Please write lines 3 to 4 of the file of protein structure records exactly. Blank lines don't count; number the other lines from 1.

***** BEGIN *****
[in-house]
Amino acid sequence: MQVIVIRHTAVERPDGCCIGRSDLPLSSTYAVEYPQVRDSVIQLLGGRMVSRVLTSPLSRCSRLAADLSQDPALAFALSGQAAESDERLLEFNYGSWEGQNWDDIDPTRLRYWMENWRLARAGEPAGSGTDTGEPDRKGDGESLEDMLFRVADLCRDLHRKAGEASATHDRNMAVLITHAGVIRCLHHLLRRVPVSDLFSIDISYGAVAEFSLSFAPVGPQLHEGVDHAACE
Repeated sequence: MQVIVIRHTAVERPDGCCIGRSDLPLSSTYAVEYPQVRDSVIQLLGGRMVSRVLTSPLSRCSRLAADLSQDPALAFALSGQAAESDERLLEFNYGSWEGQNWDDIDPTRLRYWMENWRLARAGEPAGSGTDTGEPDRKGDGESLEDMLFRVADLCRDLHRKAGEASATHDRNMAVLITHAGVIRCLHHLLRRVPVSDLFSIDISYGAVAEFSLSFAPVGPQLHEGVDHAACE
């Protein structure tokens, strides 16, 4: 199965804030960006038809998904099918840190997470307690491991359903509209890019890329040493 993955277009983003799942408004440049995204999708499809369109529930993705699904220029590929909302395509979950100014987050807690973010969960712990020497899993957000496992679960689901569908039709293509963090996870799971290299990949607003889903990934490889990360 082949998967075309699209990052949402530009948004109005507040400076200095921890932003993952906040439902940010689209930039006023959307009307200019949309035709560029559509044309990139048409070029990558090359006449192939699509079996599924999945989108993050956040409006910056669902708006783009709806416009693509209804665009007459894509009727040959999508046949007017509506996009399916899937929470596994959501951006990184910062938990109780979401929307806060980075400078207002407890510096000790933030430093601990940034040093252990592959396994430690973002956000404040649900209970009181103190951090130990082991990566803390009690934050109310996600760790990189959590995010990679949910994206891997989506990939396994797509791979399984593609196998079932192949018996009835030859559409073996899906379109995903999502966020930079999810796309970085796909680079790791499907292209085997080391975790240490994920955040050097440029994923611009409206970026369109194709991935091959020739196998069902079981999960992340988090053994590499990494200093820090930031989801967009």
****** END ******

Repeated sequence: MQVIVIRHTAVERPDGCCIGRSDLPLSSTYAVEYPQVRDSVIQLLGGRMVSRVLTSPLSRCSRLAADLSQDPALAFALSGQAAESDERLLEFNYGSWEGQNWDDIDPTRLRYWMENWRLARAGEPAGSGTDTGEPDRKGDGESLEDMLFRVADLCRDLHRKAGEASATHDRNMAVLITHAGVIRCLHHLLRRVPVSDLFSIDISYGAVAEFSLSFAPVGPQLHEGVDHAACE
């Protein structure tokens, strides 16, 4: 199965804030960006038809998904099918840190997470307690491991359903509209890019890329040493 993955277009983003799942408004440049995204999708499809369109529930993705699904220029590929909302395509979950100014987050807690973010969960712990020497899993957000496992679960689901569908039709293509963090996870799971290299990949607003889903990934490889990360 082949998967075309699209990052949402530009948004109005507040400076200095921890932003993952906040439902940010689209930039006023959307009307200019949309035709560029559509044309990139048409070029990558090359006449192939699509079996599924999945989108993050956040409006910056669902708006783009709806416009693509209804665009007459894509009727040959999508046949007017509506996009399916899937929470596994959501951006990184910062938990109780979401929307806060980075400078207002407890510096000790933030430093601990940034040093252990592959396994430690973002956000404040649900209970009181103190951090130990082991990566803390009690934050109310996600760790990189959590995010990679949910994206891997989506990939396994797509791979399984593609196998079932192949018996009835030859559409073996899906379109995903999502966020930079999810796309970085796909680079790791499907292209085997080391975790240490994920955040050097440029994923611009409206970026369109194709991935091959020739196998069902079981999960992340988090053994590499990494200093820090930031989801967009």